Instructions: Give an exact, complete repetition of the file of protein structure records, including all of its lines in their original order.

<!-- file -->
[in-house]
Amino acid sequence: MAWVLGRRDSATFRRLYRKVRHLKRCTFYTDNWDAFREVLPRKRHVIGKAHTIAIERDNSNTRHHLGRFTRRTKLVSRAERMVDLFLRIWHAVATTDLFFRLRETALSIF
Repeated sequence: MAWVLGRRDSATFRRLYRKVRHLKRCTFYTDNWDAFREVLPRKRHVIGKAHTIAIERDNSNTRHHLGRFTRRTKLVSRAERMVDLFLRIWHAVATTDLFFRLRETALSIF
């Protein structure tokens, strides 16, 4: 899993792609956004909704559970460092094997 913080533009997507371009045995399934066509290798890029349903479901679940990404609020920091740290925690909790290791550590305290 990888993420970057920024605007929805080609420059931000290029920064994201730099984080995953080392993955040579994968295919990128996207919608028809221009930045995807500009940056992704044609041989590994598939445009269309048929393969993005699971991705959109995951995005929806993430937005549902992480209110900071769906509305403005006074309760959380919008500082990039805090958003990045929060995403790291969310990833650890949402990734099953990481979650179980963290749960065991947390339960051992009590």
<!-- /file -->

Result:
[in-house]
Amino acid sequence: MAWVLGRRDSATFRRLYRKVRHLKRCTFYTDNWDAFREVLPRKRHVIGKAHTIAIERDNSNTRHHLGRFTRRTKLVSRAERMVDLFLRIWHAVATTDLFFRLRETALSIF
Repeated sequence: MAWVLGRRDSATFRRLYRKVRHLKRCTFYTDNWDAFREVLPRKRHVIGKAHTIAIERDNSNTRHHLGRFTRRTKLVSRAERMVDLFLRIWHAVATTDLFFRLRETALSIF
């Protein structure tokens, strides 16, 4: 899993792609956004909704559970460092094997 913080533009997507371009045995399934066509290798890029349903479901679940990404609020920091740290925690909790290791550590305290 990888993420970057920024605007929805080609420059931000290029920064994201730099984080995953080392993955040579994968295919990128996207919608028809221009930045995807500009940056992704044609041989590994598939445009269309048929393969993005699971991705959109995951995005929806993430937005549902992480209110900071769906509305403005006074309760959380919008500082990039805090958003990045929060995403790291969310990833650890949402990734099953990481979650179980963290749960065991947390339960051992009590």